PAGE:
Sometimes known as the second pyramid, the Pyramid of Khafre (Pyramid of Chephren) towers 446 feet (136 meters) above the desert, its tip still encased in the white limestone that once decorated all three Giza Pyramids. It looks taller than the Great Pyramid of Giza, built by Khafre’s father Khufu, because it stands on higher ground.
While the Pyramid of Khafre can be seen rearing up above the skyline of Cairo’s Giza suburb, a close-up visit reveals more. Khafre’s mortuary temple, often called the Valley Temple, is a highlight, while you can also see a smaller ruined pyramid and stroll an ancient causeway. The dark, narrow tunnels within the main pyramid are sometimes open to visitors, although you’ll need an extra ticket.
While it’s possible to visit on your own, tour guides can help fend off aggressive vendors, arrange camel rides, identify prime photo locations, and explain the history of the ruins. Half-day tours typically focus on the Giza Pyramids site: the Sphinx, the Valley Temple, the three large pyramids, and smaller ruins. Full-day tours usually include other ancient wonders such as the Red Pyramid and Bent Pyramid at Dahshur, the Pyramid of Djoser (Step Pyramid) at Saqqara, and the ruins of Memphis. All-terrain vehicle (ATV) tours explore the desert some distance from the pyramids rather than entering the site.
Things to Know Before You Go
How to Get There
- The desert site is very exposed. Wear a hat and sunscreen.
- The tunnels inside the Pyramid of Khafre are cramped, steep, and often smelly. If you suffer claustrophobia, think twice before entering.
- As elsewhere in Cairo, women will feel more comfortable dressed modestly, covering shoulders, upper arms, legs above the knee, and cleavage.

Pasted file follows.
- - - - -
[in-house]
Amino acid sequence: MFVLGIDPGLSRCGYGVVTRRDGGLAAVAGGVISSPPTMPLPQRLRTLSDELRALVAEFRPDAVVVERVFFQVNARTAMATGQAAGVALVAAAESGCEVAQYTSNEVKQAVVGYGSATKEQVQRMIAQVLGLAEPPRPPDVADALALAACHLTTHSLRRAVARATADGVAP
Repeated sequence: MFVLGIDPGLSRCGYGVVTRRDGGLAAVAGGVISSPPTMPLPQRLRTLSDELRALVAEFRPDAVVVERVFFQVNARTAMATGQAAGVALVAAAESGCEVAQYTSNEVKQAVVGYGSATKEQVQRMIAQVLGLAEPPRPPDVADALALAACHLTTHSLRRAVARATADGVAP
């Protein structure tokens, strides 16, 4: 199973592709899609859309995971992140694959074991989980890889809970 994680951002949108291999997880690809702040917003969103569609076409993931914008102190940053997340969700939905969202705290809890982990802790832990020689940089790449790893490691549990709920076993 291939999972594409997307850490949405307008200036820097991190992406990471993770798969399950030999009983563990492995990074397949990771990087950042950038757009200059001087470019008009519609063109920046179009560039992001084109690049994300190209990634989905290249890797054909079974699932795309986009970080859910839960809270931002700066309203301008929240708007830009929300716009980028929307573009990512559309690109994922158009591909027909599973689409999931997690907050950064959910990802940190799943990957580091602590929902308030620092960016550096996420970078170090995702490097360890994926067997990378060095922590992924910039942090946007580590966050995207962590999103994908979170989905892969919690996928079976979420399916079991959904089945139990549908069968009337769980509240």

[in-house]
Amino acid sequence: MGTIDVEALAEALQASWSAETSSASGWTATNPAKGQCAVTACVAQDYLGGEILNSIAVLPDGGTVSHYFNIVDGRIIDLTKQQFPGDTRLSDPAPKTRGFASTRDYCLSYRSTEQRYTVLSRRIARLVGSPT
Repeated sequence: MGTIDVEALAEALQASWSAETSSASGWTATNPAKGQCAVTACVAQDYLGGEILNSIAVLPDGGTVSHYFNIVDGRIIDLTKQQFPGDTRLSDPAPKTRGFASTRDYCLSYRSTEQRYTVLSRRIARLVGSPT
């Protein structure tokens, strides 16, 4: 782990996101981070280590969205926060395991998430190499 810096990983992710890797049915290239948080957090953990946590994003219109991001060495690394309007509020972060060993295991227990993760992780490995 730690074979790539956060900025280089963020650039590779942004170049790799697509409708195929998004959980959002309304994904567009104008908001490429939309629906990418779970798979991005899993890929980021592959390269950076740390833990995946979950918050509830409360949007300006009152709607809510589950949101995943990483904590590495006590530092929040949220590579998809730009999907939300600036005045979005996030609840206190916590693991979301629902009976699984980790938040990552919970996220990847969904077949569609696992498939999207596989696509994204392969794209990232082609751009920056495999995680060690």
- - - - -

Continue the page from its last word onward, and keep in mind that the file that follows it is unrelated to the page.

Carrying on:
- It’s not possible to enter the pyramids or excavations in a wheelchair. You can get a good view of the outside of the pyramids and the Sphinx from a wheelchair, although you’ll need an adapted vehicle with a driver to get you around the site.
The Pyramid of Khafre sits among the other Giza Pyramids in Cairo’s Giza suburb, about 8 miles (13 kilometers) southwest of downtown. The pyramids are hard to reach by public transport, as Giza subway station is some miles from the pyramid complex. You can catch the 355 or 357 bus from the airport or the bus station by the Egyptian Museum, but many visitors prefer the ease of a tour with comfortable air-conditioned transfers from your door.When to Get There
The Giza Pyramids open from morning to afternoon seven days a week, with a spectacular sound and light show in the evening. It’s really worth getting up early (or even staying in Giza) to beat the big buses. Try to avoid the Islamic weekend (Friday to Saturday) and major religious holidays such as Eid, particularly if you’re aiming to enter the pyramid.
Who Was Khafre?
Son of Khufu (Cheops), who built the Great Pyramid of Giza, Khafre (also written Khafra, Khefren, and Chephren) ruled during the Old Kingdom, some time around 2500 BC. While little is known about the pharaoh, most experts believe that he designed and commissioned the building complex that includes not only his pyramid but the Sphinx—and that the Sphinx’s face represents his own.